It’s time to stop persecuting people who defend themselves

May 11, 2011 11:32 pm

May 11th, 2011 – Roy Green, National Post

A predictable din from opposition benches notwithstanding, the Harper government will now speedily move forward with its crime omnibus legislation.

Unlike recent years of Conservative minority governance there will be no opposition-dominated parliamentary committee assembled to pass swift and condemning sentence of the Conservatives without opportunity for appeal. This legislation will be introduced, read into the record, passed, endorsed by the blue members of the Red Chamber and duly become law.

Next item: addressing law governing defence of self, family and property.

Cases in point:

* Toronto grocer David Chen faced criminal charges and several loopy days in court for apprehending and holding a multi-convicted thug engaged in theft from Mr. Chen’s business. The court of public opinion immediately delivered a verdict. If Mr. Chen was guilty of anything, it was of taking appropriate action.

* Ontario resident Ian Thomson awoke last August to three individuals firebombing his home while shouting death threats. Thomson, a former firearms instructor, retrieved a legally owned handgun and fired over the heads of the attackers. Security cameras captured the incident for police and Crown prosecutors to review.

For his efforts Mr. Thomson had his guns confiscated and faced criminal prosecution. Again the crown, this time by its own admission overreached, eventually dropping the careless use of a firearm and pointing a firearm charges. Because? No reasonable chance of conviction.

Predictable chatter surfaced that Ian Thomson should have called police; that resorting to using a firearm to defend his life and property was excessive. Ridiculous. Excessive was the state and its agents defining a citizen under violent attack as a criminal. As for calling police? David Chen did that on more than one occasion and without satisfactory result.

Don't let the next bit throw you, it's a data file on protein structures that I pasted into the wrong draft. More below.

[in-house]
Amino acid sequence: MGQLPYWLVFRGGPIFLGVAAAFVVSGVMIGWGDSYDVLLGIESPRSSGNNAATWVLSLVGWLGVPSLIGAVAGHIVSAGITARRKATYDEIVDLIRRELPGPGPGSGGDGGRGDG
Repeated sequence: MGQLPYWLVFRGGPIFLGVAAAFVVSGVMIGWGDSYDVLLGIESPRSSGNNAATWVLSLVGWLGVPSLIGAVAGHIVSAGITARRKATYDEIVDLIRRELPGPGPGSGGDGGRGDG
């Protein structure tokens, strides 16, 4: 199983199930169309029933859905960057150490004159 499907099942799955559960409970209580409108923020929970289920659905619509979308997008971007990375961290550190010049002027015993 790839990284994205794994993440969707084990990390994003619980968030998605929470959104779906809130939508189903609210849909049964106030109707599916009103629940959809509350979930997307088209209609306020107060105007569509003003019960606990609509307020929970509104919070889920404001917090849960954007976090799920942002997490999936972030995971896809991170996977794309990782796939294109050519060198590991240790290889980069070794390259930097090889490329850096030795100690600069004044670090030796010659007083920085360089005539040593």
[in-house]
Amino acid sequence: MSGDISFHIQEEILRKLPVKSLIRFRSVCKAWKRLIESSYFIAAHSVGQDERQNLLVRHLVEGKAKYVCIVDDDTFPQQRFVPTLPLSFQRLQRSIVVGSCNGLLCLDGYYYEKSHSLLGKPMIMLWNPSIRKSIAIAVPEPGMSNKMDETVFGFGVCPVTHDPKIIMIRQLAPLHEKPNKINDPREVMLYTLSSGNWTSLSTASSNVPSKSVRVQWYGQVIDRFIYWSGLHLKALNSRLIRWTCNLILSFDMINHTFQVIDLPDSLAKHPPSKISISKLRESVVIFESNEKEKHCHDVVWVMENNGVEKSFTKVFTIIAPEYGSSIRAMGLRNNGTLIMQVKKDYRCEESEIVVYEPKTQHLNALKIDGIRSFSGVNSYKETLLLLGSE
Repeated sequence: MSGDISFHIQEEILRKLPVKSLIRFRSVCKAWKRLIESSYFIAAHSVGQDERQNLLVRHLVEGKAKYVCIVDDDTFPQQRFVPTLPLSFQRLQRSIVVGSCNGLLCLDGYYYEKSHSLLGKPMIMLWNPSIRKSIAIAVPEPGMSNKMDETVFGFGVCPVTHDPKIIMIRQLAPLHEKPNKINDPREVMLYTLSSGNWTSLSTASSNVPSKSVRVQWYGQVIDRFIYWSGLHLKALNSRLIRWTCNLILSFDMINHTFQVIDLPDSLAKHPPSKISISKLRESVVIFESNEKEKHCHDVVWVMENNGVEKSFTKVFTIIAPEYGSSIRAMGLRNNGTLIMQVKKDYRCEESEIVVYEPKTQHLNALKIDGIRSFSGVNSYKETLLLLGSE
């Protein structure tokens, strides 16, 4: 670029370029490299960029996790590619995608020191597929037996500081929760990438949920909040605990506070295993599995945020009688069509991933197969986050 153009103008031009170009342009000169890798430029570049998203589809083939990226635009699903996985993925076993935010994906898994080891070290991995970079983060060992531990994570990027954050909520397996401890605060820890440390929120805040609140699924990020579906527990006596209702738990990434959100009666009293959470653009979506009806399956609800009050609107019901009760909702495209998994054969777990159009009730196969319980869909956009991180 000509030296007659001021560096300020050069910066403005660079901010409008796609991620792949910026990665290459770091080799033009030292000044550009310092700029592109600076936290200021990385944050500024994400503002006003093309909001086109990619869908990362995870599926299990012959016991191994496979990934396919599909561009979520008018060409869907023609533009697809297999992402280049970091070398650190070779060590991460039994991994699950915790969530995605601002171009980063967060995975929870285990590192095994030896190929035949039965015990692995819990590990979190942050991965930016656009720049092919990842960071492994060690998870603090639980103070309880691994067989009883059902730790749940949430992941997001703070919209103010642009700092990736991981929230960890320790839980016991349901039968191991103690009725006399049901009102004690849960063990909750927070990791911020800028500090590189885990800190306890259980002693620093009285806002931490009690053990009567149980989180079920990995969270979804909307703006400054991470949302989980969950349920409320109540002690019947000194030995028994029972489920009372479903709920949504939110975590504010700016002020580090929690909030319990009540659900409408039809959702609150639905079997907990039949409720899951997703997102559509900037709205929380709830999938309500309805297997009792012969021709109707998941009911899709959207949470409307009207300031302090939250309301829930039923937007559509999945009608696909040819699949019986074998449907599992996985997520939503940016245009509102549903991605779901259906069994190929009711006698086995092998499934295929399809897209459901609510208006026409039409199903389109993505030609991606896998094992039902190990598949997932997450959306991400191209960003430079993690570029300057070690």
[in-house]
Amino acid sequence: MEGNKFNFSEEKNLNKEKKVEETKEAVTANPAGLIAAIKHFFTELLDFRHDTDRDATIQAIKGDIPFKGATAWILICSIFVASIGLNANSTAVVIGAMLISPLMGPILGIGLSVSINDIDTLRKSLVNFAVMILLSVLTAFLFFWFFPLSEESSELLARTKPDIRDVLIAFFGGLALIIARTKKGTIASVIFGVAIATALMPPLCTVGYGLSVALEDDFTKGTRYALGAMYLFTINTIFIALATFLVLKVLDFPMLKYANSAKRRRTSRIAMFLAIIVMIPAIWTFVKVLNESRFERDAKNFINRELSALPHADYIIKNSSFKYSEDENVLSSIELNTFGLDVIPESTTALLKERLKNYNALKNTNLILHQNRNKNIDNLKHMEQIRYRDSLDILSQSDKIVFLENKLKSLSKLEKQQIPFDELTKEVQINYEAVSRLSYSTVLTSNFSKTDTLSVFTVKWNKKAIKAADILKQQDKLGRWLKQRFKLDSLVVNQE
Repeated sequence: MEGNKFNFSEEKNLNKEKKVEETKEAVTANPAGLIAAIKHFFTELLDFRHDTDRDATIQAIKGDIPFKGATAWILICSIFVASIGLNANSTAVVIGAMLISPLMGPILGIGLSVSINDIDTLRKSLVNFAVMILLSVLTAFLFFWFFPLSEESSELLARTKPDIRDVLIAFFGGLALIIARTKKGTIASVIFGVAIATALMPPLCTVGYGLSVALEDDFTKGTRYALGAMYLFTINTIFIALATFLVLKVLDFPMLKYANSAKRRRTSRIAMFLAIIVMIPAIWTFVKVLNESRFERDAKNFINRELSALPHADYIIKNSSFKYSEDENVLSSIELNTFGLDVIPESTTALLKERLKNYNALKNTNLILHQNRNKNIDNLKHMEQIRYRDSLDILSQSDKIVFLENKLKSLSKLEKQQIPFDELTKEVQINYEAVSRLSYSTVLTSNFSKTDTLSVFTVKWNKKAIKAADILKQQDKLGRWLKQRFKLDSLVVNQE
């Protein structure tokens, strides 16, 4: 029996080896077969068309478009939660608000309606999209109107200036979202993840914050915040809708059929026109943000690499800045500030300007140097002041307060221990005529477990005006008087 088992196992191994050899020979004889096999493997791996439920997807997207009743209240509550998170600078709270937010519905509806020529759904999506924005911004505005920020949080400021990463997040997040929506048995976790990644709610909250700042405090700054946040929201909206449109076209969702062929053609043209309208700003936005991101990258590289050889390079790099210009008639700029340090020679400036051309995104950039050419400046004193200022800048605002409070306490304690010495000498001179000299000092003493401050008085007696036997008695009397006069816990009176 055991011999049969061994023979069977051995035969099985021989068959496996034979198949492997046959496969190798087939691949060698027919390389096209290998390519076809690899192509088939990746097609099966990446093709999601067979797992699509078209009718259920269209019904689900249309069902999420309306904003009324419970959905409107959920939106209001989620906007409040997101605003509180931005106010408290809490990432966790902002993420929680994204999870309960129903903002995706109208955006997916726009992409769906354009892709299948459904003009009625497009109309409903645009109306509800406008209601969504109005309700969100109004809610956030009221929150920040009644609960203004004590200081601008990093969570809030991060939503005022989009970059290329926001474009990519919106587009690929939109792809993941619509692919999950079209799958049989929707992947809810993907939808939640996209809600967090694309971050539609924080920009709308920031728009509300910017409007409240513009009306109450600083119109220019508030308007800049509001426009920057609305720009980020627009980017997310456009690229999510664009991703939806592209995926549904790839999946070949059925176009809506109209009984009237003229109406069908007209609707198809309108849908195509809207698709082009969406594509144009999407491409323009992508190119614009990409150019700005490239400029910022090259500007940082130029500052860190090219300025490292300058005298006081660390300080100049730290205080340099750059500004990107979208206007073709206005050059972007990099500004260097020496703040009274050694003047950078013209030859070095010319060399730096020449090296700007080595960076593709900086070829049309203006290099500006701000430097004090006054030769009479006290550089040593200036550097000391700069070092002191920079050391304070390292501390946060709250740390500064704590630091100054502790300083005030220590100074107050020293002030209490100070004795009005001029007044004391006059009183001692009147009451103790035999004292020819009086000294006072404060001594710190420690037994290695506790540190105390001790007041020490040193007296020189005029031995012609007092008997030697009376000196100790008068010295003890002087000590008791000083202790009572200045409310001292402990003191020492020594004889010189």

* Lawrence Manzer of New Brunswick, a former member of Canada’s military, currently faces criminal charges for assisting his neighbour Brian Fox, also a retired member of this nation’s armed forces. Fox and Manzer were victims of break-ins and vandalism who made the help call to police. ‘Sorry, we can’t take action unless the perpetrators are caught in the act’ they were told.

Today Lawrence Manzer relates how not long after he heard a commotion at Fox’s home and rushed outside with an unloaded shotgun to assist his neighbour, who had confronted three individuals on his property. Drunken teens it turned out, one of whom received a fine.

Brian Fox was arrested for assault, another charge eventually dropped. Lawrence Manzer continues to face possession of a weapon for a purpose dangerous to public peace criminal prosecution.

Mr. Manzer says his trial date has been moved to July 14. In an e-mail he adds “this is not about me, it is about all Canadians rights protecting their life and property. They (Crown) are bent on spending huge amounts of your tax dollars to have me convicted and to set an example.”

Canada’s law enforcement agencies continue to engage in tactics of intimidation toward law-abiding citizens who dutifully jumped through excessive and intrusive bureaucratic hoops in order to legally possess a firearm. Thompson and Manzer are cases in point.

The Conservative government’s public relations campaign supporting the omnibus crime bill will speak to the need to protect society from the criminal. Fine. It is time also to adjust the philosophy adopted by Pierre Trudeau’s Liberals in 1971. A philosophy which had the then solicitor General for Canada inform Parliament that from that day forward the justice system would concentrate on the “rehabilitation of the individual” and “not on the protection of society.” A philosophy which clearly continues to guide the application of criminal justice.

This federal government should write “protection of society” back into law, including the right of the individual to act in defence of self, family and property without fear of undue and unwarranted prosecution. The so-called Castle doctrine would do the job nicely. Please look it up and decide for yourself.

National Post

 Roy Green is host of the Roy Green Show on the Corus Radio Network